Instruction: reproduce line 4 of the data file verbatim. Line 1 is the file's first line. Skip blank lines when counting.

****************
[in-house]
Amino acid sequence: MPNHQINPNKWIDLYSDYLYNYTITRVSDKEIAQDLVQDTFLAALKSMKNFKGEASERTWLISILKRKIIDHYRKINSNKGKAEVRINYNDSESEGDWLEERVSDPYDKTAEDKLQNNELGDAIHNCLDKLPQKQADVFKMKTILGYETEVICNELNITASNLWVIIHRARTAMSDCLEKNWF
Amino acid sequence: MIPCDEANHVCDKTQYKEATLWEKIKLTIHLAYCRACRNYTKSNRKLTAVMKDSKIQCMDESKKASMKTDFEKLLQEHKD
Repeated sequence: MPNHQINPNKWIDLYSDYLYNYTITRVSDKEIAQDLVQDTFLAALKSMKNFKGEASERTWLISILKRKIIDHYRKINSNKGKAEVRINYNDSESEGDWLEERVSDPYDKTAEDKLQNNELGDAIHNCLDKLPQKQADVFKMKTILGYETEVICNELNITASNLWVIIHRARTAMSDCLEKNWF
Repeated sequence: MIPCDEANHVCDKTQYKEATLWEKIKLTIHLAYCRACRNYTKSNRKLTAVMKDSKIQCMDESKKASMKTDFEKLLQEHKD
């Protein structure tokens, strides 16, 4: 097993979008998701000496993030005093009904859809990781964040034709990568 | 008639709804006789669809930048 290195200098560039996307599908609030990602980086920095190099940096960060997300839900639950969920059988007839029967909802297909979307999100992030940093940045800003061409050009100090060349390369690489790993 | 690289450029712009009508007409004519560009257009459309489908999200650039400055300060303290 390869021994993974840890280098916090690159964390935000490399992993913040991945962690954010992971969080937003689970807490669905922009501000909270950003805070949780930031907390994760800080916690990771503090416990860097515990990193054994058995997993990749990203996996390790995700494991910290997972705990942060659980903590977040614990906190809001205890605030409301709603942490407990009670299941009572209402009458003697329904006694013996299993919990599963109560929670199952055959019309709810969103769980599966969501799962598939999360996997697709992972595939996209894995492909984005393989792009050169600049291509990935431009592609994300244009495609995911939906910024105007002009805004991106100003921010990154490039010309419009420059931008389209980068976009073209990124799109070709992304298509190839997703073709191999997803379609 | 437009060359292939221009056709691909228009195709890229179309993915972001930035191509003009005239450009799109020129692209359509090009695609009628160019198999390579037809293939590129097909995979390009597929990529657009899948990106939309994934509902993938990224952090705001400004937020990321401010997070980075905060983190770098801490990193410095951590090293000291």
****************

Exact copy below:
Repeated sequence: MPNHQINPNKWIDLYSDYLYNYTITRVSDKEIAQDLVQDTFLAALKSMKNFKGEASERTWLISILKRKIIDHYRKINSNKGKAEVRINYNDSESEGDWLEERVSDPYDKTAEDKLQNNELGDAIHNCLDKLPQKQADVFKMKTILGYETEVICNELNITASNLWVIIHRARTAMSDCLEKNWF